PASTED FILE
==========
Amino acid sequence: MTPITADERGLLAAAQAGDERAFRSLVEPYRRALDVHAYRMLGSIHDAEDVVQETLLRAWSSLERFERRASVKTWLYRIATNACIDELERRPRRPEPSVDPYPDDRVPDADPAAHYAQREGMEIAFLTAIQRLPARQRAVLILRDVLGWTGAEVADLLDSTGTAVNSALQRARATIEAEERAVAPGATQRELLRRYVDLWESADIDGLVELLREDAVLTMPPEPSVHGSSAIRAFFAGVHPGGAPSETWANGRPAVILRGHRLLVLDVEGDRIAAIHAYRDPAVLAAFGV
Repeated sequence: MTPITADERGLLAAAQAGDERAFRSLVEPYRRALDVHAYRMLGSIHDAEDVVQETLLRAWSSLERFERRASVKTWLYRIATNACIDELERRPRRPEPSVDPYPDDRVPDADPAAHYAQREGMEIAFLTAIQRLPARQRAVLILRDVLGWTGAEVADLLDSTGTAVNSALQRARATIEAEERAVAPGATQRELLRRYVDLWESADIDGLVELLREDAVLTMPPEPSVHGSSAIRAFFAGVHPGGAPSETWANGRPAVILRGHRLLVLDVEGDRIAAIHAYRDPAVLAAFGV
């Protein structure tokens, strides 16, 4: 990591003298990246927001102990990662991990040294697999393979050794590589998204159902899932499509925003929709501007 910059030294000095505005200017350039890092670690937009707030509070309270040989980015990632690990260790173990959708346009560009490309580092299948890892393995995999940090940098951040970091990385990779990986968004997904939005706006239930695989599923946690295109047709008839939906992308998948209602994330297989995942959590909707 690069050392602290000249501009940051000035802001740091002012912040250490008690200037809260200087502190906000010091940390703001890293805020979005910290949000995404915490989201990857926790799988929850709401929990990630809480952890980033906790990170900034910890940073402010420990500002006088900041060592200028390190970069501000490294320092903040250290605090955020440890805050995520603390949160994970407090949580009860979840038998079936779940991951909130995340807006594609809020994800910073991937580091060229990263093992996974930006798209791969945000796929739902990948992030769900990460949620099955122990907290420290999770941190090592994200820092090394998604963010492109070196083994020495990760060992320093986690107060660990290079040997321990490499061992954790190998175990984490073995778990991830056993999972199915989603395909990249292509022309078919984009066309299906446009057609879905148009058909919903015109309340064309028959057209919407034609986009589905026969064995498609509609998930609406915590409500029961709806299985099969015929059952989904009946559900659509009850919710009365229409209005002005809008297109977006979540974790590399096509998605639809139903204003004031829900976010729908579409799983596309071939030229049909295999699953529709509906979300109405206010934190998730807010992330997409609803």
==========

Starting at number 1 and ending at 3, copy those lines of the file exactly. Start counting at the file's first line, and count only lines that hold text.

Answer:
Amino acid sequence: MTPITADERGLLAAAQAGDERAFRSLVEPYRRALDVHAYRMLGSIHDAEDVVQETLLRAWSSLERFERRASVKTWLYRIATNACIDELERRPRRPEPSVDPYPDDRVPDADPAAHYAQREGMEIAFLTAIQRLPARQRAVLILRDVLGWTGAEVADLLDSTGTAVNSALQRARATIEAEERAVAPGATQRELLRRYVDLWESADIDGLVELLREDAVLTMPPEPSVHGSSAIRAFFAGVHPGGAPSETWANGRPAVILRGHRLLVLDVEGDRIAAIHAYRDPAVLAAFGV
Repeated sequence: MTPITADERGLLAAAQAGDERAFRSLVEPYRRALDVHAYRMLGSIHDAEDVVQETLLRAWSSLERFERRASVKTWLYRIATNACIDELERRPRRPEPSVDPYPDDRVPDADPAAHYAQREGMEIAFLTAIQRLPARQRAVLILRDVLGWTGAEVADLLDSTGTAVNSALQRARATIEAEERAVAPGATQRELLRRYVDLWESADIDGLVELLREDAVLTMPPEPSVHGSSAIRAFFAGVHPGGAPSETWANGRPAVILRGHRLLVLDVEGDRIAAIHAYRDPAVLAAFGV
């Protein structure tokens, strides 16, 4: 990591003298990246927001102990990662991990040294697999393979050794590589998204159902899932499509925003929709501007 910059030294000095505005200017350039890092670690937009707030509070309270040989980015990632690990260790173990959708346009560009490309580092299948890892393995995999940090940098951040970091990385990779990986968004997904939005706006239930695989599923946690295109047709008839939906992308998948209602994330297989995942959590909707 690069050392602290000249501009940051000035802001740091002012912040250490008690200037809260200087502190906000010091940390703001890293805020979005910290949000995404915490989201990857926790799988929850709401929990990630809480952890980033906790990170900034910890940073402010420990500002006088900041060592200028390190970069501000490294320092903040250290605090955020440890805050995520603390949160994970407090949580009860979840038998079936779940991951909130995340807006594609809020994800910073991937580091060229990263093992996974930006798209791969945000796929739902990948992030769900990460949620099955122990907290420290999770941190090592994200820092090394998604963010492109070196083994020495990760060992320093986690107060660990290079040997321990490499061992954790190998175990984490073995778990991830056993999972199915989603395909990249292509022309078919984009066309299906446009057609879905148009058909919903015109309340064309028959057209919407034609986009589905026969064995498609509609998930609406915590409500029961709806299985099969015929059952989904009946559900659509009850919710009365229409209005002005809008297109977006979540974790590399096509998605639809139903204003004031829900976010729908579409799983596309071939030229049909295999699953529709509906979300109405206010934190998730807010992330997409609803």